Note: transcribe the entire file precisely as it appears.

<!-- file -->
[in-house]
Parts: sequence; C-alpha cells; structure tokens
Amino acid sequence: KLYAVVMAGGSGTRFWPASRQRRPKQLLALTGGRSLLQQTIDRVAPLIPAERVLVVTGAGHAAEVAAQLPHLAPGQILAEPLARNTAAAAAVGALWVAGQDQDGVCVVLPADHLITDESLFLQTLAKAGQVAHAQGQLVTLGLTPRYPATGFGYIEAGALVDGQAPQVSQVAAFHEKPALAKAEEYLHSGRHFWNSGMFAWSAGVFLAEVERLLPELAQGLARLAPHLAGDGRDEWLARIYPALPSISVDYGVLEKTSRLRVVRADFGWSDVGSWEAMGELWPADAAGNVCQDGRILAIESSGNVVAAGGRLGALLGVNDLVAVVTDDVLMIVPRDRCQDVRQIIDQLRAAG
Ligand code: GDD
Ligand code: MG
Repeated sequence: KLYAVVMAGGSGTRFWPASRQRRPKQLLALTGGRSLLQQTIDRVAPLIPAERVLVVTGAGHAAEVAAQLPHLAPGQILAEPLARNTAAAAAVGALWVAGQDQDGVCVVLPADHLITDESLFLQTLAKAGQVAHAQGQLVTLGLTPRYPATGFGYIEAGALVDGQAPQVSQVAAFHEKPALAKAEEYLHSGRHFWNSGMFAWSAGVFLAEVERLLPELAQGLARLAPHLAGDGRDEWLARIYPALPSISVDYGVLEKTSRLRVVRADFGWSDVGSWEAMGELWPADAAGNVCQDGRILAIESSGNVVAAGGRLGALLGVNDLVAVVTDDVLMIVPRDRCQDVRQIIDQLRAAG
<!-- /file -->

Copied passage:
[in-house]
Parts: sequence; C-alpha cells; structure tokens
Amino acid sequence: KLYAVVMAGGSGTRFWPASRQRRPKQLLALTGGRSLLQQTIDRVAPLIPAERVLVVTGAGHAAEVAAQLPHLAPGQILAEPLARNTAAAAAVGALWVAGQDQDGVCVVLPADHLITDESLFLQTLAKAGQVAHAQGQLVTLGLTPRYPATGFGYIEAGALVDGQAPQVSQVAAFHEKPALAKAEEYLHSGRHFWNSGMFAWSAGVFLAEVERLLPELAQGLARLAPHLAGDGRDEWLARIYPALPSISVDYGVLEKTSRLRVVRADFGWSDVGSWEAMGELWPADAAGNVCQDGRILAIESSGNVVAAGGRLGALLGVNDLVAVVTDDVLMIVPRDRCQDVRQIIDQLRAAG
Ligand code: GDD
Ligand code: MG
Repeated sequence: KLYAVVMAGGSGTRFWPASRQRRPKQLLALTGGRSLLQQTIDRVAPLIPAERVLVVTGAGHAAEVAAQLPHLAPGQILAEPLARNTAAAAAVGALWVAGQDQDGVCVVLPADHLITDESLFLQTLAKAGQVAHAQGQLVTLGLTPRYPATGFGYIEAGALVDGQAPQVSQVAAFHEKPALAKAEEYLHSGRHFWNSGMFAWSAGVFLAEVERLLPELAQGLARLAPHLAGDGRDEWLARIYPALPSISVDYGVLEKTSRLRVVRADFGWSDVGSWEAMGELWPADAAGNVCQDGRILAIESSGNVVAAGGRLGALLGVNDLVAVVTDDVLMIVPRDRCQDVRQIIDQLRAAG